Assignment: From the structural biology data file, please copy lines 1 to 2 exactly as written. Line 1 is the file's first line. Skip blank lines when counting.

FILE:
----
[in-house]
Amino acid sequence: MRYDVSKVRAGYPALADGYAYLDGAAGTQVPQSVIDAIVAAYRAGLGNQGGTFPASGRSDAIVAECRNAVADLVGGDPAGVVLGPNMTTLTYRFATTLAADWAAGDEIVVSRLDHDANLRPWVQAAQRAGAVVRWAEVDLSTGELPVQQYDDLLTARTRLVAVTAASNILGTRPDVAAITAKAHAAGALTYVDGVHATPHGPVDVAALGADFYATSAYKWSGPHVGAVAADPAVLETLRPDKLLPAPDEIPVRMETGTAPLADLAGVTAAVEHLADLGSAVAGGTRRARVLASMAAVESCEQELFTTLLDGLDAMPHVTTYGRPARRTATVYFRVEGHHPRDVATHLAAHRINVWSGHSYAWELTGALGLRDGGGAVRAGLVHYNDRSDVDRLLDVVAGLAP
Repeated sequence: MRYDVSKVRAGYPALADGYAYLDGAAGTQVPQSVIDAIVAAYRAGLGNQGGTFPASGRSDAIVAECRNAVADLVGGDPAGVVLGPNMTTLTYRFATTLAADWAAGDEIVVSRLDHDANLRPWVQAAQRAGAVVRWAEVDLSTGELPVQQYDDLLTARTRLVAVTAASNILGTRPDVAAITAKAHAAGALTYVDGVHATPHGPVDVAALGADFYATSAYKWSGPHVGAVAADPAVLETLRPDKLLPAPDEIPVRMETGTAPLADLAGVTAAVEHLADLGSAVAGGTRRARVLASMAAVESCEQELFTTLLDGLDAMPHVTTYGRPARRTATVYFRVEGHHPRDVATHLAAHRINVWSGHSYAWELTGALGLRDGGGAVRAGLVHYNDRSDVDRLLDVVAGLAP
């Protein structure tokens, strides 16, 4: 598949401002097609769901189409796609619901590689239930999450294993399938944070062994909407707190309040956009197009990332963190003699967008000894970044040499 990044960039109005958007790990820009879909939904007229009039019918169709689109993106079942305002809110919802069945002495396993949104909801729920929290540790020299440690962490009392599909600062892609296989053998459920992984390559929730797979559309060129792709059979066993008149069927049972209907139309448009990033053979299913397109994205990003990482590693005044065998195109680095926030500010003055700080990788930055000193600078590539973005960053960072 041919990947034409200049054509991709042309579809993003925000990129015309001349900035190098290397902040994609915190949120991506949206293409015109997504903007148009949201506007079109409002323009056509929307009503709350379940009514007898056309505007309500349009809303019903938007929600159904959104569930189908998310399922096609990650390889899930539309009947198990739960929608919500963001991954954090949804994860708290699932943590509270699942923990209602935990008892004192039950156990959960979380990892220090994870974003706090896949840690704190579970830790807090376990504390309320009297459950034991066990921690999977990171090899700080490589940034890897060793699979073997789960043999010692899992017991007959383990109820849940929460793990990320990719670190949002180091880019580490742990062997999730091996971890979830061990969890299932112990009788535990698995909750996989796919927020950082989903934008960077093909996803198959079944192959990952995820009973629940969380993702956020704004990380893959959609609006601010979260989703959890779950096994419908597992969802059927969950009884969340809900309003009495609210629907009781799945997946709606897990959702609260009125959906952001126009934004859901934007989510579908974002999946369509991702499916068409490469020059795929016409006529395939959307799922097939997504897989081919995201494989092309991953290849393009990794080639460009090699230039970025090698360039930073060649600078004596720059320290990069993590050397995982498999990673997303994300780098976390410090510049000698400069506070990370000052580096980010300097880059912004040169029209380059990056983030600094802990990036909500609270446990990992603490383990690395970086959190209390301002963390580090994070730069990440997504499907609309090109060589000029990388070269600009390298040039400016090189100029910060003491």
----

[in-house]
Amino acid sequence: MRYDVSKVRAGYPALADGYAYLDGAAGTQVPQSVIDAIVAAYRAGLGNQGGTFPASGRSDAIVAECRNAVADLVGGDPAGVVLGPNMTTLTYRFATTLAADWAAGDEIVVSRLDHDANLRPWVQAAQRAGAVVRWAEVDLSTGELPVQQYDDLLTARTRLVAVTAASNILGTRPDVAAITAKAHAAGALTYVDGVHATPHGPVDVAALGADFYATSAYKWSGPHVGAVAADPAVLETLRPDKLLPAPDEIPVRMETGTAPLADLAGVTAAVEHLADLGSAVAGGTRRARVLASMAAVESCEQELFTTLLDGLDAMPHVTTYGRPARRTATVYFRVEGHHPRDVATHLAAHRINVWSGHSYAWELTGALGLRDGGGAVRAGLVHYNDRSDVDRLLDVVAGLAP